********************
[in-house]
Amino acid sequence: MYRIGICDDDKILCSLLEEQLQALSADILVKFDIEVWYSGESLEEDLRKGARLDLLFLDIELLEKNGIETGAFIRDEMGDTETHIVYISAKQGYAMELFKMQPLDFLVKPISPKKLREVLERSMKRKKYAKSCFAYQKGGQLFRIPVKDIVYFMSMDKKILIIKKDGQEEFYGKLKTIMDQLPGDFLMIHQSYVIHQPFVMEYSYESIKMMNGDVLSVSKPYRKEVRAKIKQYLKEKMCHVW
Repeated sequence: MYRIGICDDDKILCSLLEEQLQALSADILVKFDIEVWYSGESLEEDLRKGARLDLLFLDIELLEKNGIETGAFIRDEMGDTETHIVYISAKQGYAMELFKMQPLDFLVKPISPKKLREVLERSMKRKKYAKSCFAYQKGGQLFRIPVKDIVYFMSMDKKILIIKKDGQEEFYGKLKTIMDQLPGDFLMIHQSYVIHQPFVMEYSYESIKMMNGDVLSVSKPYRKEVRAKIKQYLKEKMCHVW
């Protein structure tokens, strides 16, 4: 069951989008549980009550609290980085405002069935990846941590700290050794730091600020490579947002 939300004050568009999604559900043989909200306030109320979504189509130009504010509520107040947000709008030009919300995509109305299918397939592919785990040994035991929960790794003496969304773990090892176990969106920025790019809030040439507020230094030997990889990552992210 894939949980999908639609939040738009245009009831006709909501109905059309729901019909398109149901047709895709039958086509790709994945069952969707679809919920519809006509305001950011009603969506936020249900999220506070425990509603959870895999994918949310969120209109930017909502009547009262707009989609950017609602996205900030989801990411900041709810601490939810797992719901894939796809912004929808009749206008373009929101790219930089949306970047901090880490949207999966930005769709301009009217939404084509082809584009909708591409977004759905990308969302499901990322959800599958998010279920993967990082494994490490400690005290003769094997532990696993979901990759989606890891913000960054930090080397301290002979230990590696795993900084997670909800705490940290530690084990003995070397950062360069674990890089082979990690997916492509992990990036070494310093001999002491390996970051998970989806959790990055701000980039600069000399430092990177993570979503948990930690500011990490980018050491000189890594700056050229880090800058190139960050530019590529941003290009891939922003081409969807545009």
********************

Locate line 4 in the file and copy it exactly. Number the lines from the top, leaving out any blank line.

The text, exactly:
């Protein structure tokens, strides 16, 4: 069951989008549980009550609290980085405002069935990846941590700290050794730091600020490579947002 939300004050568009999604559900043989909200306030109320979504189509130009504010509520107040947000709008030009919300995509109305299918397939592919785990040994035991929960790794003496969304773990090892176990969106920025790019809030040439507020230094030997990889990552992210 894939949980999908639609939040738009245009009831006709909501109905059309729901019909398109149901047709895709039958086509790709994945069952969707679809919920519809006509305001950011009603969506936020249900999220506070425990509603959870895999994918949310969120209109930017909502009547009262707009989609950017609602996205900030989801990411900041709810601490939810797992719901894939796809912004929808009749206008373009929101790219930089949306970047901090880490949207999966930005769709301009009217939404084509082809584009909708591409977004759905990308969302499901990322959800599958998010279920993967990082494994490490400690005290003769094997532990696993979901990759989606890891913000960054930090080397301290002979230990590696795993900084997670909800705490940290530690084990003995070397950062360069674990890089082979990690997916492509992990990036070494310093001999002491390996970051998970989806959790990055701000980039600069000399430092990177993570979503948990930690500011990490980018050491000189890594700056050229880090800058190139960050530019590529941003290009891939922003081409969807545009």